- Center for Positive Advancement — a non-profit organization interested in opening a school for 340 students in 9th through 12th grade. The organization's design team submitted a proposal to open a new school last year, which it ultimately withdrew. The group's preferred facility is inside Till Elementary in the Woodlawn neighborhood.
- Project Simeon 2000 (PS2) — a non-profit organization interested in opening a school for 500 students in 5th through 8th grade. Organization would contract with Youth Connections Charter School to manage school. The group's first facility choice is the shuttered school building of Morgan Elementary in West Chatham.
- Newcomer Academy — a new organization that has yet to file for non-profit status. Interested in opening an alternative school for 300 students in 6th through 12th grade. CPS has been asking for alternative school operators to cater to middle school students. The group says it is scouting locations in Albany Park and Uptown. The group says it would contract a school manager, Fugees Academy, which also runs a school in Georgia.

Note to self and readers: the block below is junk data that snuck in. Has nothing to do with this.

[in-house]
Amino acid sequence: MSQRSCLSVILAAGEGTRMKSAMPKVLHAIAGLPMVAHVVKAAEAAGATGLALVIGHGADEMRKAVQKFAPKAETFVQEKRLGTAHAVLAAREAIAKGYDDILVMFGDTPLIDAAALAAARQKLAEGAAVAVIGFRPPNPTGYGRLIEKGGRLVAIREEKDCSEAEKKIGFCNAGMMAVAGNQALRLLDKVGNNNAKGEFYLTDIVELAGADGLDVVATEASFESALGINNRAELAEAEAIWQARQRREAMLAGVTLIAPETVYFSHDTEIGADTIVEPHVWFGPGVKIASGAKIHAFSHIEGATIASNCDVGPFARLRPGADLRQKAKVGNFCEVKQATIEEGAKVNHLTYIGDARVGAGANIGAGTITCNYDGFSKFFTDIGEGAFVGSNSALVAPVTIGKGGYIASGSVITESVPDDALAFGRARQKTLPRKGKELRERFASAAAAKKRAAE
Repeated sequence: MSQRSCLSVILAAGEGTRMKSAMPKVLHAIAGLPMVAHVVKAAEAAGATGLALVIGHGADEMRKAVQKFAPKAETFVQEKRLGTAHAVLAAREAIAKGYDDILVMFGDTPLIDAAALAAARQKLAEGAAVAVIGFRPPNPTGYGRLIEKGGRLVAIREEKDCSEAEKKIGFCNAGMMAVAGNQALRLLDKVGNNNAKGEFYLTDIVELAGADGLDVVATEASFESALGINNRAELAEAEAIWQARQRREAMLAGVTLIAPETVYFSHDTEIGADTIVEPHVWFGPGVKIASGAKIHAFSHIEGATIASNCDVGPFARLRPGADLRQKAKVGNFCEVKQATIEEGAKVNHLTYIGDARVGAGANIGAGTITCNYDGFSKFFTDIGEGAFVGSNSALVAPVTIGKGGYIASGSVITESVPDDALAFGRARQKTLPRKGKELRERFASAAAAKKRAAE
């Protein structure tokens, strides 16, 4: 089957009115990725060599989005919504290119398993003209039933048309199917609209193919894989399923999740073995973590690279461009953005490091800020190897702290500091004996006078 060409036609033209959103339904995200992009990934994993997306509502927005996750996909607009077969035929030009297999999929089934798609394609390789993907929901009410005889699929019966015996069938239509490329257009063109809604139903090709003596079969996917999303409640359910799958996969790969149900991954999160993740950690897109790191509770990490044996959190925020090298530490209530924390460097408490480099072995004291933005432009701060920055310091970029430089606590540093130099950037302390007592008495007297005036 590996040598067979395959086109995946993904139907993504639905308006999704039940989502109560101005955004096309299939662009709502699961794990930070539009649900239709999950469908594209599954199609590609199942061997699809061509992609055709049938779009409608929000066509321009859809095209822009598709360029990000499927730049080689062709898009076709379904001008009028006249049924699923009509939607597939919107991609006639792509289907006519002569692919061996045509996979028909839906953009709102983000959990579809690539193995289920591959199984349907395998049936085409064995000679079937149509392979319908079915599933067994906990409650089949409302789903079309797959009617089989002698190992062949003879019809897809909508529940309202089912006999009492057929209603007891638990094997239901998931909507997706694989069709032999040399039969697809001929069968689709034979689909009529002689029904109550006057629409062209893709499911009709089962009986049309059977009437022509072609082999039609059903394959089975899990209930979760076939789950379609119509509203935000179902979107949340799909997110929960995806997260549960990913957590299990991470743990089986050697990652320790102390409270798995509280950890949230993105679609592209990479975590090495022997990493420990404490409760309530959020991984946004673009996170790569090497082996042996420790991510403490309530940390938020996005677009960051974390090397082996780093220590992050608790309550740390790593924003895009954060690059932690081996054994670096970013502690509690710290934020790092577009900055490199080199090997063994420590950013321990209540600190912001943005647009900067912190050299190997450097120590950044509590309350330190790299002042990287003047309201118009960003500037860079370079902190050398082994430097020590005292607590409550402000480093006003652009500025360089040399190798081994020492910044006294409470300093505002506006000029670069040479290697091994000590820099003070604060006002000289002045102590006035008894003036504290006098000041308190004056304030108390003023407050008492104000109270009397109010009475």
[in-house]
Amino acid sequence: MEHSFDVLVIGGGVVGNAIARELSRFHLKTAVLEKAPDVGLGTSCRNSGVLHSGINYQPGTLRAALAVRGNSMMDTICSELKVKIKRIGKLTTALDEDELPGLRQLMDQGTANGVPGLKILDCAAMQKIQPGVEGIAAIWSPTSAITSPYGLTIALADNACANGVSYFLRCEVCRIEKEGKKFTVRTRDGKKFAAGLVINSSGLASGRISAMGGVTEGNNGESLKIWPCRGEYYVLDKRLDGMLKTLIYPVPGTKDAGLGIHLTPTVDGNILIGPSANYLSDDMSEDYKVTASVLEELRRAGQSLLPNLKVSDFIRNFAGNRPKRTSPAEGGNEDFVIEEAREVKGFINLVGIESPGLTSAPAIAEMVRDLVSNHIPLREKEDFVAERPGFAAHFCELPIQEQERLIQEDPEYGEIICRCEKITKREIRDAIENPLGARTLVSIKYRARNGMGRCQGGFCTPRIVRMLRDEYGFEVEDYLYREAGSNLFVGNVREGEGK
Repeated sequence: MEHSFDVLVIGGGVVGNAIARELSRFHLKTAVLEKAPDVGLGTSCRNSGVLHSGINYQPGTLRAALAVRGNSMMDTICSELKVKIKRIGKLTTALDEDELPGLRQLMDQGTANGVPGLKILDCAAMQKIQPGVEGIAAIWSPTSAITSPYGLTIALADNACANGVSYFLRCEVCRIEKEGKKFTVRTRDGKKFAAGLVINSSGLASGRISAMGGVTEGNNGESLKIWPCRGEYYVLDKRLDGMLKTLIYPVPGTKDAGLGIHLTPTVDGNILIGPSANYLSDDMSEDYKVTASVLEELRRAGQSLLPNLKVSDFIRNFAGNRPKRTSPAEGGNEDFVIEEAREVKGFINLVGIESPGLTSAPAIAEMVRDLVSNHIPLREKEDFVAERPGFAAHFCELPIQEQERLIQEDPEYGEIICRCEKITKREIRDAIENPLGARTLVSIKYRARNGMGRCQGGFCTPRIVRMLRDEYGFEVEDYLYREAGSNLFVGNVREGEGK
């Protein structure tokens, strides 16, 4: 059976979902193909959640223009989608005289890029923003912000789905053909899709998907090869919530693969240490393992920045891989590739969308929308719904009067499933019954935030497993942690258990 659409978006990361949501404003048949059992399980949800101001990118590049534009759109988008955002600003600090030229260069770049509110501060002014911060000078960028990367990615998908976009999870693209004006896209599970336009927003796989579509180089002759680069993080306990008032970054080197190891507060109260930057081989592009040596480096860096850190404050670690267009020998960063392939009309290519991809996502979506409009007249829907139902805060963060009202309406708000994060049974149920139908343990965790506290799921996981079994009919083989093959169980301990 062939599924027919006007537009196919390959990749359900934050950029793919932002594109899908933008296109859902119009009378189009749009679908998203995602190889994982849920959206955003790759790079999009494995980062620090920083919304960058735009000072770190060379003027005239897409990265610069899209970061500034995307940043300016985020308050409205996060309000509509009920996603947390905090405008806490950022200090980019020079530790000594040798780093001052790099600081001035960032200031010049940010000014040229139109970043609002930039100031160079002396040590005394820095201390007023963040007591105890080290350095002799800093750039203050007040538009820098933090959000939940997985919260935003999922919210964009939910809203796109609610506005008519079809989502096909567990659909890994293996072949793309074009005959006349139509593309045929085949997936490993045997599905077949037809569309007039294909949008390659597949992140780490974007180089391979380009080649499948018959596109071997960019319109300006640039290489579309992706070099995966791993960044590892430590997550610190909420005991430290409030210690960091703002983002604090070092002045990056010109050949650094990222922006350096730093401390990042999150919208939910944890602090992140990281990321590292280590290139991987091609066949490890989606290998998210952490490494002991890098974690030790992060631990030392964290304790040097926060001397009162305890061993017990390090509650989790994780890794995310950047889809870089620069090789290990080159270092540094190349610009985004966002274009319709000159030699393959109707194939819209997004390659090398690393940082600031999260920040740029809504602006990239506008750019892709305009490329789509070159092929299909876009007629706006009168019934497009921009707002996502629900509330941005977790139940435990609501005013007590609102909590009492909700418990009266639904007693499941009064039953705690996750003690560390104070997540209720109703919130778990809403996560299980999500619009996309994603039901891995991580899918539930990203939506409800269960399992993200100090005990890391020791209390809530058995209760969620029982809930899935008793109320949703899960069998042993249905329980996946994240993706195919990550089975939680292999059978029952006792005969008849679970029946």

- KIPP Chicago — an existing, national charter operator that already manages several schools in Chicago. Interested in serving an additional 560 students in kindergarten through fourth grades at its Bloom Primary school and opening a sixth school serving 920 students in kindergarten through 8th grade. KIPP has not said where it would like to open the new campus.
- Milewski Nature Fund, Inc. — a new organization that has yet to file for non-profit status. Interested in opening an alternative school serving 165 students in 6th through 12th grade. The group's first facility choice is at the private Hubbard Street School, near West Town.